Sunday Reader Question: How do I fix a mistake on my credit report?

Having a mistake on your credit report is a fairly common occurrence, and if you’re a credit card churner, there’s more activity on your credit reports which increases the likelihood of a mistake. Typically mistakes aren’t that big of an issue, but they can take time and substantial effort to get the issue rectified. It’s important to check your credit report from both bureaus on a regular basis to monitor for any mistakes. Today’s Sunday Reader Question is: If there’s a mistake on my credit report, what do I do to fix it? 


Step (1):

After identifying the issue, and making sure it’s legitimately a mistake, contact the creditor that issued the mistake. You see, credit bureaus like Equifax and Transunion collect data from creditors and simply report it on your file. They are not responsible for the content. The only party that can fix the issue is the creditor who made the mistake. Contact them and make a complaint. Check your bank’s official complaint process, which usually requires sending a letter.

Step (2):

If the response from the creditor is not positive, the next step is to file a dispute with the credit bureau. Once the dispute is filed, the credit bureau will contact the creditor and start an investigation into the accuracy of the data.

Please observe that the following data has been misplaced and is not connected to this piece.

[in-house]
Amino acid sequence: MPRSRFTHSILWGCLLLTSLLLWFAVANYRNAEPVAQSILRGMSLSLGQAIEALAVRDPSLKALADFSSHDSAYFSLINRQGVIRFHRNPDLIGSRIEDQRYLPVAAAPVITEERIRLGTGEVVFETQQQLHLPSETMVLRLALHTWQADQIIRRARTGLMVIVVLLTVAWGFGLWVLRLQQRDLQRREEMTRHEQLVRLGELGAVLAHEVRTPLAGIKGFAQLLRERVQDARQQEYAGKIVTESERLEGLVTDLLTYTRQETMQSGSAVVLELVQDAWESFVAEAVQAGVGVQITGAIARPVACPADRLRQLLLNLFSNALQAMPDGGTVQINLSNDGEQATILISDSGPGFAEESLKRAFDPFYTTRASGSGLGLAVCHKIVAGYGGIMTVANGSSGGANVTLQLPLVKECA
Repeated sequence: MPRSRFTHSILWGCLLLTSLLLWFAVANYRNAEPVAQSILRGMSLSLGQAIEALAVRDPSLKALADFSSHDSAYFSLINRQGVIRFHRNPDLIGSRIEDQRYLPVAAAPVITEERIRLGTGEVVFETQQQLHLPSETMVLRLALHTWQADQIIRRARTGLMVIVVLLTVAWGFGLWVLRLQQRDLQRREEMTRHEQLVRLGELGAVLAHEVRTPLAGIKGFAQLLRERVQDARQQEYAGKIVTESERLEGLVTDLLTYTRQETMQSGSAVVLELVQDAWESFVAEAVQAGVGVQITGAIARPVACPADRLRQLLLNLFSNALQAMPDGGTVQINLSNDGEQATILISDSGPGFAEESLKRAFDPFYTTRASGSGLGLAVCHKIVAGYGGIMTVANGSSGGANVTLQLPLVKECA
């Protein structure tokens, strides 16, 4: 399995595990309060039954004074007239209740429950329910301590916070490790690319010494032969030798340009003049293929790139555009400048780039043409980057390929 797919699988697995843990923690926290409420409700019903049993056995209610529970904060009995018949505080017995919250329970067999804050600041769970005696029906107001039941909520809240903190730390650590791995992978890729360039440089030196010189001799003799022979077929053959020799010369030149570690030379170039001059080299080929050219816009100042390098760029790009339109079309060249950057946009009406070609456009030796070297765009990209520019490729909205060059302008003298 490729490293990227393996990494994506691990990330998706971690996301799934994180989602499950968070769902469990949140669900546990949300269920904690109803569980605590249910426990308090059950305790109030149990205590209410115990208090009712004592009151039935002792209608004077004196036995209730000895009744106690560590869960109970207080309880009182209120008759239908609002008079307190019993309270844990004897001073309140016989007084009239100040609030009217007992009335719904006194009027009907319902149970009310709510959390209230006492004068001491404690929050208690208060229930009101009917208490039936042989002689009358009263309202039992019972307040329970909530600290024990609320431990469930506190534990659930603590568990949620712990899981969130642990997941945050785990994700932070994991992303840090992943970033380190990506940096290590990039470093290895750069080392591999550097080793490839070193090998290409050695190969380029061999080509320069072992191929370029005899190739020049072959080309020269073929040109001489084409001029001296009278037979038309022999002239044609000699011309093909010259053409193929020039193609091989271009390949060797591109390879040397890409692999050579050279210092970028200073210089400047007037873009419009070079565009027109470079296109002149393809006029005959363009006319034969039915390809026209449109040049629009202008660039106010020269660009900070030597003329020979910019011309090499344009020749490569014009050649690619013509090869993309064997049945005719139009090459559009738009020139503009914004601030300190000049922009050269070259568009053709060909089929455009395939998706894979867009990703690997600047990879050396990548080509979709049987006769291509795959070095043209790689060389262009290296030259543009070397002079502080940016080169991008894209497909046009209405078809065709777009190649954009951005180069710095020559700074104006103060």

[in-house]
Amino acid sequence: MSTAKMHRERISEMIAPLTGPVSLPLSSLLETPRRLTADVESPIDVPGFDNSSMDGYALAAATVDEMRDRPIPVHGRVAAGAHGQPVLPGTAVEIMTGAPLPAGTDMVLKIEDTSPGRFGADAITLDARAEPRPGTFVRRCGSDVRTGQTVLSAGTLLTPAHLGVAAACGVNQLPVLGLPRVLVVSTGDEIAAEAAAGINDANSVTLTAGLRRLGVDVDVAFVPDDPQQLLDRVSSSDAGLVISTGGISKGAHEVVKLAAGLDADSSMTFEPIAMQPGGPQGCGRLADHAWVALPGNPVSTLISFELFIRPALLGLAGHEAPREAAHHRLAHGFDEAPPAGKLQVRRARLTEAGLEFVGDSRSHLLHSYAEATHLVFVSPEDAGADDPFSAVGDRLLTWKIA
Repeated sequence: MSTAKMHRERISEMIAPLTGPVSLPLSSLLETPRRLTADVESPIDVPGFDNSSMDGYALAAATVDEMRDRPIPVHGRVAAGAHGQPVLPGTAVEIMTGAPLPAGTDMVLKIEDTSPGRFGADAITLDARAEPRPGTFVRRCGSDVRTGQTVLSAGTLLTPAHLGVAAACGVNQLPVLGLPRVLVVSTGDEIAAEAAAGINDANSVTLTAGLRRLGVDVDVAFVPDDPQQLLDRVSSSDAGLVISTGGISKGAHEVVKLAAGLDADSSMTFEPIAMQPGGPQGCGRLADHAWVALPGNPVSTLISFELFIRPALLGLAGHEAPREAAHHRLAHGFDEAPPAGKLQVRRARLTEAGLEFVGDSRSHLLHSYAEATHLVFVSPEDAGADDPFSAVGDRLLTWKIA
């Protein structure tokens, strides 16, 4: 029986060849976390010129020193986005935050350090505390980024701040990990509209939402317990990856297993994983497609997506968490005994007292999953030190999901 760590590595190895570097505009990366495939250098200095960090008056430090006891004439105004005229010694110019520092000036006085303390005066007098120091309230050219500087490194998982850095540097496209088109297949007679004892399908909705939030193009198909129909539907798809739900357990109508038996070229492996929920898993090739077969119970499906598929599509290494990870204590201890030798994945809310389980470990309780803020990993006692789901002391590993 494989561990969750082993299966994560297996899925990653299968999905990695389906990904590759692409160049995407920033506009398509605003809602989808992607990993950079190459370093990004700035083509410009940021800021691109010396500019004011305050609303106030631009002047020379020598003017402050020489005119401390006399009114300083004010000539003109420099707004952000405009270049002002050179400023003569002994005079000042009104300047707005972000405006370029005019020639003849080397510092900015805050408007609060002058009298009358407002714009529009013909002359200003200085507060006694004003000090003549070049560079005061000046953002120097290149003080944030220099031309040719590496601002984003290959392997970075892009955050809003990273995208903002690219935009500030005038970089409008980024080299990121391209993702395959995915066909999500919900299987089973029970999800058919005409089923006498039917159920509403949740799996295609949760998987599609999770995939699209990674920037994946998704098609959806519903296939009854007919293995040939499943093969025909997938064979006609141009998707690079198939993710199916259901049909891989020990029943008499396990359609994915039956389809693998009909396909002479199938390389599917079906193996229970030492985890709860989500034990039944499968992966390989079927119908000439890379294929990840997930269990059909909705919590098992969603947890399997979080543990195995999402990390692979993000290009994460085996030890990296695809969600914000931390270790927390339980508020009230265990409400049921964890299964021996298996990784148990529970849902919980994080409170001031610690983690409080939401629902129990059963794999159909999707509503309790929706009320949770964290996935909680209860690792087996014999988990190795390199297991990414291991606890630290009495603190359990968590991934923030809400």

You should complete the dispute form for both creditors, assuming the mistake is on both credit reports. Fixing the error on one credit bureau will not fix it on the other. You can access Transunion’s and Equifax’s dispute form online.

If the creditor agrees that there was a mistake after the investigation, the credit bureau has 30 days (exception for Alberta, where the time limit is 90 days) to correct your credit report.

Step (3):

If the credit disputes don’t work, you will have exhausted the mechanisms to rectify the mistake. However, you can place a “consumer statement” on your credit report, which is basically a small note on your report that explains what you believe about the mistake. Send a snail-mail letter to the affected credit bureaus with your statement. You are allowed a maximum number of characters on your statement, which depends on your province of residence.

I doubt this statement will do much good though. Most credit applications are automatically processed, so the computer isn’t reading/considering your consumer statement. The only time the consumer statement will be considered is if your application requires manual processing.

If the mistake is significantly hurting you, you might want to speak with a lawyer to see about other legal remedies.

Comments

  1. Excellent article, There is a lot of credit misinformation out there, specifically in regards to “soft hits” and “hard hits”. I think a lot of consumers just give up trying to keep their credit in as decent of a zone as possible when financial woes hit, but they need to know that most agencies are willing to work with them, especially if they give them a head’s up in advance! Most credit card companies will work with consumers if they cant make their minimum payments, at the very least will be willing to delay reporting to the bureaus if an alternative arrangement can be made. Cheers!
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